Back in November 2012, a husband and wife team looked to Kickstarter to realize the vision of their first big game, Legend of Dungeon. It was an appealing vision of genre mash-ups wrapped in a stunning visual style that stood out from the crowd. Within a few short weeks, this couple met their goal and set to work finishing the project, hoping to deliver on the promise set forth in screenshots and promo videos. But with Kickstarter, good intentions and great packaging don’t always mean the product inside is what you hoped for.
Legend of Dungeon sets you on a quest to trudge to the bottom of a 26-floor dungeon, facing procedurally-generated dangers of increasing difficulty along the way. In those depths lie a legendary treasure, and reaching it is only half the journey. In a clever twist, you not only have to find the treasure, you have to return it to the tavern that you started from those many floors ago. The idea is that on the way up you’ll take on some of the monsters and obstacles that were too challenging on your descent.
As you make your way through the floors of the dungeon, you’ll find all sorts of weapons, potions, and hats that alter your stats and help you take on the various enemies along the way. You’ll spend most of your time in the game hacking and slashing baddies, and the other portion finding your way through the winding halls and flipping switches to open up new pathways. The beat-’em-up action is simple and serviceable, but there’s certainly nothing surprising or compelling about the combat.
Roguelikes tend to follow a pretty standard formula, and Legend of Dungeon doesn’t diverge from the book too much. While that may seem like a good thing, this approach leaves the gameplay feeling stale before it really even gets started. We’ve played this game before, and with better hooks. The descent-then-ascent twist isn’t enough to instill that “just one more run” rush that comes standard with most games of its ilk. When you die, you die, and you take nothing back with you on your next run. There’s no high-level character progression and the difficult ramp isn’t always slow and steady. Sometimes it’s downright unfair. I never really felt like I was learning anything that would help me in the future. Sometimes I just died, and that was that.
It’s a shame that the action doesn’t offer much to complement the game’s stellar visual flair. It’s rare for me to see something truly new and unique in games anymore, but Legend of Dungeon‘s whimsical neon shaders and the kind-of-3D-but-kind-of-not side perspective just ooze goodness unlike anything I can recall. And sometimes your character vomits rainbows. So there’s that. I would love to have spent more time basking in the glow of this weird world if not for the pesky problem that the game just isn’t that fun.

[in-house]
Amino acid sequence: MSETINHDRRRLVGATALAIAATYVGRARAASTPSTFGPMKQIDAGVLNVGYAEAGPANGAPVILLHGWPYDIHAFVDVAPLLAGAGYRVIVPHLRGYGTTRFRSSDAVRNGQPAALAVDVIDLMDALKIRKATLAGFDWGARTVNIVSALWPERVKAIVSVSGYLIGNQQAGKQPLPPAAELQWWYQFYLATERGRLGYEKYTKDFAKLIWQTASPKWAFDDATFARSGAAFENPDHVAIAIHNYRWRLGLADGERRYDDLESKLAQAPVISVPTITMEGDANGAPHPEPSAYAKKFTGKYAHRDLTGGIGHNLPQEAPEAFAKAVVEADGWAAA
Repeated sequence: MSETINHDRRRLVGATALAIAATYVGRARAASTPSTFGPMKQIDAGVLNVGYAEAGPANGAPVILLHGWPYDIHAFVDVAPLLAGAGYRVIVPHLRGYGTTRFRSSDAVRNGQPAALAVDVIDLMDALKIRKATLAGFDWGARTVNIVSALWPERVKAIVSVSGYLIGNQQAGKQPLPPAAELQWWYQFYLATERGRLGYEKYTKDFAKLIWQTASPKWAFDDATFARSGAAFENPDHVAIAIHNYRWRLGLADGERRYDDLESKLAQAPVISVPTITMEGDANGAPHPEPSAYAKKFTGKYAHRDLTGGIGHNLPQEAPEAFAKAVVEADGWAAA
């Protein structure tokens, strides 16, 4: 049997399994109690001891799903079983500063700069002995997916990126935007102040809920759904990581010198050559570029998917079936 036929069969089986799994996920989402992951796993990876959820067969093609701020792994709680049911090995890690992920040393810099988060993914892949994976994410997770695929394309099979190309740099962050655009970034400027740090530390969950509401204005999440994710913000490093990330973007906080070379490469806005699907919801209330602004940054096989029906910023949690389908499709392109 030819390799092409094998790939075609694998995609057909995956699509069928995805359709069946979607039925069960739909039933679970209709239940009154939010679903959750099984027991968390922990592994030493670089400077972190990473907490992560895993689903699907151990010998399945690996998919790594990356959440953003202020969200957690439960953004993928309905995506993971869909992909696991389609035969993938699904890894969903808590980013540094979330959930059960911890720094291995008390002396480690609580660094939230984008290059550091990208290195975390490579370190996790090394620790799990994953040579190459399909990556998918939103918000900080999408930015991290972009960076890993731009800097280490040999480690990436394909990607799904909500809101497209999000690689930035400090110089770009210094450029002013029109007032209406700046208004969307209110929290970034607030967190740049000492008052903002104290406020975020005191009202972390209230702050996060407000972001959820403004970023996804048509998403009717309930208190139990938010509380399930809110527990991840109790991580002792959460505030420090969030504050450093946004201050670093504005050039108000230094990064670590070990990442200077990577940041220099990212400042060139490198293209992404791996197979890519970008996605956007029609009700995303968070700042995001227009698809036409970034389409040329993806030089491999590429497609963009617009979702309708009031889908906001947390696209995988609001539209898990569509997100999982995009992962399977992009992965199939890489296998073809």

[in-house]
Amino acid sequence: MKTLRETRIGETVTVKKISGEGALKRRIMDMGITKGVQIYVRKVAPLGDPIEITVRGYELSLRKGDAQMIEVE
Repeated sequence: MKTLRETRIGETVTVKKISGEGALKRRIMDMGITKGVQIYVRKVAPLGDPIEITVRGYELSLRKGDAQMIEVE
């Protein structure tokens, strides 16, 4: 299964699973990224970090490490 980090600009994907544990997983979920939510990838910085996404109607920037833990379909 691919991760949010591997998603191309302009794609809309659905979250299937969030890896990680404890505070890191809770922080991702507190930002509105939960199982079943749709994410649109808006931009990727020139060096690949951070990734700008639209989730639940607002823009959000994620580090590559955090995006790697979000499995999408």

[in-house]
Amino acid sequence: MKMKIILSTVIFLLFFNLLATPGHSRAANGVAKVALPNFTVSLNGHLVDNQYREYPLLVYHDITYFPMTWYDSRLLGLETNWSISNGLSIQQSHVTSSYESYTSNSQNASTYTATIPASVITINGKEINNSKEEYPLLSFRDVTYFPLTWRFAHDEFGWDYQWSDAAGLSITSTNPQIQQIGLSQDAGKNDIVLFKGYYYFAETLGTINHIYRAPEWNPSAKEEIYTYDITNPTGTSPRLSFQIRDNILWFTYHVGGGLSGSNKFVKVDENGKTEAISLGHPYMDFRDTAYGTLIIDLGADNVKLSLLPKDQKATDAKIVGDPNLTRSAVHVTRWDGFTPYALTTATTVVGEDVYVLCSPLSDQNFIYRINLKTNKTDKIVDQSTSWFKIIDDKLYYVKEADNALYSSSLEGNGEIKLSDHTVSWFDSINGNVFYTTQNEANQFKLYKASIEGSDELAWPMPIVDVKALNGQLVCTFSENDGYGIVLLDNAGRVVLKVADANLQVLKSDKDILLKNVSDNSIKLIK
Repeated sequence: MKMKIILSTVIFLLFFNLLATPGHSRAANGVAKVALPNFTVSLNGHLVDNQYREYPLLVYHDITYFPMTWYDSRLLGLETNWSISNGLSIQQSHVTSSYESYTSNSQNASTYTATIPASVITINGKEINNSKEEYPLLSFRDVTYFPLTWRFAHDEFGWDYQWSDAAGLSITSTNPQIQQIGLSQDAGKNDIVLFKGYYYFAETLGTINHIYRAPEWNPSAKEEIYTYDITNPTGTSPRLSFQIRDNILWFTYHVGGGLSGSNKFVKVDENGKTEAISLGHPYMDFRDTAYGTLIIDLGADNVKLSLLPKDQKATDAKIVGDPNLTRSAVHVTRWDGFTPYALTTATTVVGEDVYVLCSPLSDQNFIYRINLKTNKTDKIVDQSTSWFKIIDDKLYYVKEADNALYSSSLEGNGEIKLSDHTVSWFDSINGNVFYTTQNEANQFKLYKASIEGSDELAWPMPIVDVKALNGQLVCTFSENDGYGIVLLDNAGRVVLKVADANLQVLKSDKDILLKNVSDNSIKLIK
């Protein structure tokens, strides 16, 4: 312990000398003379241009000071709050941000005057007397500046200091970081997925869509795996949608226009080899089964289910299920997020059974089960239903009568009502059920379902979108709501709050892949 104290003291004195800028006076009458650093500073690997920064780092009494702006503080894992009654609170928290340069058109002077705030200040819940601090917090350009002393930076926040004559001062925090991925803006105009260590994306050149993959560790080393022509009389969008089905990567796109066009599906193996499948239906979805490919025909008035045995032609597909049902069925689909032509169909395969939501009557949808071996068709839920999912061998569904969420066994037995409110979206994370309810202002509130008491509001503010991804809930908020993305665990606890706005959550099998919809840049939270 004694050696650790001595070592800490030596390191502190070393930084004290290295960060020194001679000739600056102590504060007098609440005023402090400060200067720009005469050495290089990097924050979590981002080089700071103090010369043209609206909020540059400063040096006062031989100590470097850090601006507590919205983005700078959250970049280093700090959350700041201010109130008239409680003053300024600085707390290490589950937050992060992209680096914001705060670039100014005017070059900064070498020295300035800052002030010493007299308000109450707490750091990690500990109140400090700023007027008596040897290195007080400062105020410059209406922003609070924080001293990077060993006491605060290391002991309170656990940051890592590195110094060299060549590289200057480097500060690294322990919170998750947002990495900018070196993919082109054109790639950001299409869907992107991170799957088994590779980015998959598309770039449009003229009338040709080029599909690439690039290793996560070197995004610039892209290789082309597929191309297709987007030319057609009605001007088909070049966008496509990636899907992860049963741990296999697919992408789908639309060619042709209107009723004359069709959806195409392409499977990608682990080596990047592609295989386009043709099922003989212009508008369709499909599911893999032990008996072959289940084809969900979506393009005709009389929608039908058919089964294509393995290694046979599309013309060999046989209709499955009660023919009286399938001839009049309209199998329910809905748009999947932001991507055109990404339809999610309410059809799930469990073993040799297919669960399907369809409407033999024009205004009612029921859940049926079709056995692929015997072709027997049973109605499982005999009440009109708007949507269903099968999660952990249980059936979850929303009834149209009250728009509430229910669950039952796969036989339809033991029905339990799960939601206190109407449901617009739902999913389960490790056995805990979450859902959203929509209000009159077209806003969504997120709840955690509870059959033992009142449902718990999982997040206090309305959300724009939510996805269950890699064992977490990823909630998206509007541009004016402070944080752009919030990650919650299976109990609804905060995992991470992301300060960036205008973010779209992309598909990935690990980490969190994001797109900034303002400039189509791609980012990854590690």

Besides the mediocrity of the dungeon delving itself, a few technical and presentation issues prevented me from ever truly getting into the experience. I wasn’t able to play the game in fullscreen due to a graphics bug, and the game’s advertised “Full Controller support” is anything but. Maybe I’m spoiled by the huge number of Steam games that get it right, but manually mapping controller buttons feels like it should be a thing of the past. While four-player local multiplayer is a neat addition, I found the lack of online co-op off-putting. The nature of these issues seemed so basic that I actually had to go back and check the game’s Steam page to make sure it wasn’t still in Early Access. (It isn’t.)
The lackluster presentation is also manifested in the game’s interface and tutorial — or rather, the lack thereof. The cryptic stats displayed on screen are impossible to grasp at a glance, so expect a lot of time staring at unlabeled numbers and making notes. Even worse, none of the game’s mechanics or controls are explained at all. I finally had to consult a third-party wiki to figure out what potions did, and even then I felt like there were holes in my knowledge. It’s entirely possible that the dearth of information is completely intentional, but it seems more like oversight. In many ways, Legend of Dungeon feels like it was made specifically for its 1,800 Kickstarter backers, die-hard fans who are expected to know everything up front, all the while forgetting there are plenty more of us out here who needed a little guidance, a little hand-holding.
In the end, Legend of Dungeon is a by-the-numbers roguelike with little to get excited about besides its unique style. Unfortunately, that style makes a promise of originality that the gameplay simply can’t deliver on. The rote and often unfair dungeon crawling is only exacerbated by technical problems and a lack of polish. It’s clear that the games industry isn’t done with the roguelike yet, but it’s going to take more than Legend of Dungeon can offer to keep the genre interesting and fun.